There is nothing quite as magnetic as a pregnant belly. People are just drawn to it. We can’t keep our hands off our own bellies while we’re pregnant, and as almost every mother out there can attest, neither can anyone else.
We have all had the experience of a family member, co-worker or random dude on the subway placing their hand on our bellies like it’s nothing. Like it is the most normal thing in the world for a total stranger to see you and think, “Wow, she has a really large uterus. I’m going to touch it.”
And it’s weird every time.
Women have varying degrees of responses to it, of course. Some women are okay with family members and partners doing it but not co-workers or strangers, while some flat-out don’t want to be touched and have an almost visceral physical reaction to it.
It goes without saying that wherever you are on that spectrum is completely fine. There is nothing wrong with having strong feelings about people touching your body, obviously.
But why is this such a universal phenomenon?
Why people want to touch your belly
There are a few time-honored, research-based, evolutionary truths: Humans are social creatures, and a species’ primary evolutionary goal is to continue said species. Pregnant women are the essence of these truths, combined.
Being social has been key to survival since the dawn of time. Before the advent of grocery stores and Amazon.com, if you didn’t have a community to help you get food, find and build shelter, and fight off danger, you likely were not going to make it. (PS—research has found that that’s why we crave other people’s approval so strongly. If the village didn’t like you, you were out, which likely didn’t bode well for you. This could explain why we check back to see how many people “liked” our most recent Instagram post so much. We need to be liked.)
People have a deeply seeded need for community—and who better to commune with than the women who are continuing the species? We feel this protective, nurturing sense of connection with women we have never met because somewhere in our brains we know it is better for all of us if she and her child do well.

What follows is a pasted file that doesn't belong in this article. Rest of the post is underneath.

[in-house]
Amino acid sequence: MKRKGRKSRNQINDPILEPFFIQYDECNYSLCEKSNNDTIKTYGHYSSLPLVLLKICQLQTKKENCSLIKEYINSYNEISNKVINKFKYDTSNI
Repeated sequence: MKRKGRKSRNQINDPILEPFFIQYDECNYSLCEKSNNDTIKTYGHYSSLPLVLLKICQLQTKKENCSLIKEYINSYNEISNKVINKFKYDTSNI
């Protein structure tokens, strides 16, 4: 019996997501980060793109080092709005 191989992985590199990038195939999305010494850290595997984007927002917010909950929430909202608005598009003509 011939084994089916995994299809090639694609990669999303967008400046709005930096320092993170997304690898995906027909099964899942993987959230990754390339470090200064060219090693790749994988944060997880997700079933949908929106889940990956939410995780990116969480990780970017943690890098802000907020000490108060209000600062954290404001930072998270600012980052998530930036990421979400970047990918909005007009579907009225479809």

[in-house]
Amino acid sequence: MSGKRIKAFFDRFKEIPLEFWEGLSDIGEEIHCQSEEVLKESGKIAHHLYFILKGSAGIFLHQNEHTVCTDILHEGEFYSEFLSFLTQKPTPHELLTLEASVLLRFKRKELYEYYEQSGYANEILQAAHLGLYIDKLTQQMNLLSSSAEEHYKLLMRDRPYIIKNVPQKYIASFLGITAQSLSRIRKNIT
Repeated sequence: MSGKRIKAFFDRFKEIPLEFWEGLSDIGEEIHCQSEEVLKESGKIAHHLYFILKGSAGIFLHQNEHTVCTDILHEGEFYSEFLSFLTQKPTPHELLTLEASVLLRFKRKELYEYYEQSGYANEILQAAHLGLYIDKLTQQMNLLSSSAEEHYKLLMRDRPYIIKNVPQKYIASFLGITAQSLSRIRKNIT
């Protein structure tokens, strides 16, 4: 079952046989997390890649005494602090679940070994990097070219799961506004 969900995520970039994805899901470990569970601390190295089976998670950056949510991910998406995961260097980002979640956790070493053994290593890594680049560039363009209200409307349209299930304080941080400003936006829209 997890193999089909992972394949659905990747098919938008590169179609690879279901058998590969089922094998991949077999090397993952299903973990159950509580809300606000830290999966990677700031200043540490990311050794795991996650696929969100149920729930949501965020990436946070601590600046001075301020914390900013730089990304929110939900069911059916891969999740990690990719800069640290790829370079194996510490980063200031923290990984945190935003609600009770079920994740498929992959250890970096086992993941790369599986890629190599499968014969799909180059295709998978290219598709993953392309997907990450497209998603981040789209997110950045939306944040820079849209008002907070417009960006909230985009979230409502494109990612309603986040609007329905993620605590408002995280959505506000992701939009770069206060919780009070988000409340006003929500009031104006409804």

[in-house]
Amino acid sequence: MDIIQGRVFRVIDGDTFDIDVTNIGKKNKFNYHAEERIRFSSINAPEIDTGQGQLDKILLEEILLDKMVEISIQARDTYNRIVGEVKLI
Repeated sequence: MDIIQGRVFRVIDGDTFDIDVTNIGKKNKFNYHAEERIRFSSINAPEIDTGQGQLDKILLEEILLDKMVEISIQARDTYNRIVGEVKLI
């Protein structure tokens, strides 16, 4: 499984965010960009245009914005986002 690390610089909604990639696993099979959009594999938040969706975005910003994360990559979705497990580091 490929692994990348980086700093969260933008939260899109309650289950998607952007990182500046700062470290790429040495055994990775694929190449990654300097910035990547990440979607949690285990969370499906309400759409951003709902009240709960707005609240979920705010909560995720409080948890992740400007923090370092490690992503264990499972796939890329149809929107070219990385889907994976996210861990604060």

But why the rubbing?
We do not know when language first began, though experts estimate that it was perhaps 100,000 years ago . But we lived in social groups way before then—and had to communicate somehow. Enter the importance of touch.
Psychologist Matthew Hertenstein conducted a study in 2009 in which he asked participants to communicate an emotion just using touch—they would touch a stranger’s arm, and the stranger had to ascertain which emotion they were trying to convey. Hertenstein estimated that the correct guesses would be low because we live in a society where touching others is frowned upon. Instead, he found that 78% of people were able to accurately determine “anger, fear, disgust, love, gratitude, sympathy, happiness, and sadness.”
Touch is the core of communication. We are hardwired to touch. It’s why, when a friend is upset, you instinctively reach out and touch her shoulder. It’s why we kiss our partners, and it’s definitely (one of the many, many reasons) why we kiss our babies. Touch communicates in a way that language can’t.
So the lady at Target who just starts touching your belly almost can’t help it. I certainly have caught myself reaching out for a belly without even thinking about it. It’s our human way of communicating all of the emotions that come up when we see a pregnant woman—excitement, hope, happiness and the urge to protect.
But, that doesn’t mean it’s okay.
Why it bothers you so much
Your body, your body, your body. That doesn’t stop being a thing when you are pregnant, even if you are growing a new member of the village.
No one should ever dare to touch your body without your permission when you’re not pregnant—nothing changes when you are.
Your instincts are also kicking into high gear. You haven’t met your baby yet, but you are already a mama bear whose innate impulse is to protect your cub. So when someone comes toward that cub, even the sweet lady at Target, your body goes into fight or flight. Our social learning over time usually prevents us from acting aggressively toward them, but you can’t change how it makes you feel.
If you don’t want someone to touch your body, they shouldn’t touch your body. End of discussion.
And remember, the law is on your side. Bridgette Dunlap wrote that “It is...illegal to touch a person without consent in every state, pregnant or not. That this isn’t common knowledge is a big problem with far-reaching implications for women.”
So know that, chances are, people reach out for a belly-rub from a place of genuine concern and compassion, but your acceptance or rejection of that rub is completely valid, and needs to be respected.
Diana is Motherly’s Digital Education Editor. She is a midwife, pediatric nurse and founder of Gathered Birth. She loves all things birth, and is passionate about empowering women to trust themselves and embrace their inner rockstar. Diana lives outside Philadelphia with her husband and 3 amazing, goofy kids.